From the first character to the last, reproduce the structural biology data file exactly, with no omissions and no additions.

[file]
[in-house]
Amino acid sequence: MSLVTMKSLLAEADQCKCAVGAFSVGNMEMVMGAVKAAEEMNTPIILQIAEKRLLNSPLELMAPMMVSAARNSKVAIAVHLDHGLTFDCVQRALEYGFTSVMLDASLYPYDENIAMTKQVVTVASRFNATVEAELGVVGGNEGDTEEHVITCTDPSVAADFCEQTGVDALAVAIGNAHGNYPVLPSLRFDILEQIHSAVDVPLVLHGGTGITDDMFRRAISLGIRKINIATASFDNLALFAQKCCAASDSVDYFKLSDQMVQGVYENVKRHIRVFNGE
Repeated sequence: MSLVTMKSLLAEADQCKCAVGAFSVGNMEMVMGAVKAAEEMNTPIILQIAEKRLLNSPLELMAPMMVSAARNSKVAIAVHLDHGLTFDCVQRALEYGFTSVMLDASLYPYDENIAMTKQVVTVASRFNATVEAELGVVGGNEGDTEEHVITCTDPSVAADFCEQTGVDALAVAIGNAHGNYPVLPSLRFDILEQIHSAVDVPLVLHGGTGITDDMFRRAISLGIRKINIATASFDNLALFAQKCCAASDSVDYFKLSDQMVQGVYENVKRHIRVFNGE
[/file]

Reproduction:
[in-house]
Amino acid sequence: MSLVTMKSLLAEADQCKCAVGAFSVGNMEMVMGAVKAAEEMNTPIILQIAEKRLLNSPLELMAPMMVSAARNSKVAIAVHLDHGLTFDCVQRALEYGFTSVMLDASLYPYDENIAMTKQVVTVASRFNATVEAELGVVGGNEGDTEEHVITCTDPSVAADFCEQTGVDALAVAIGNAHGNYPVLPSLRFDILEQIHSAVDVPLVLHGGTGITDDMFRRAISLGIRKINIATASFDNLALFAQKCCAASDSVDYFKLSDQMVQGVYENVKRHIRVFNGE
Repeated sequence: MSLVTMKSLLAEADQCKCAVGAFSVGNMEMVMGAVKAAEEMNTPIILQIAEKRLLNSPLELMAPMMVSAARNSKVAIAVHLDHGLTFDCVQRALEYGFTSVMLDASLYPYDENIAMTKQVVTVASRFNATVEAELGVVGGNEGDTEEHVITCTDPSVAADFCEQTGVDALAVAIGNAHGNYPVLPSLRFDILEQIHSAVDVPLVLHGGTGITDDMFRRAISLGIRKINIATASFDNLALFAQKCCAASDSVDYFKLSDQMVQGVYENVKRHIRVFNGE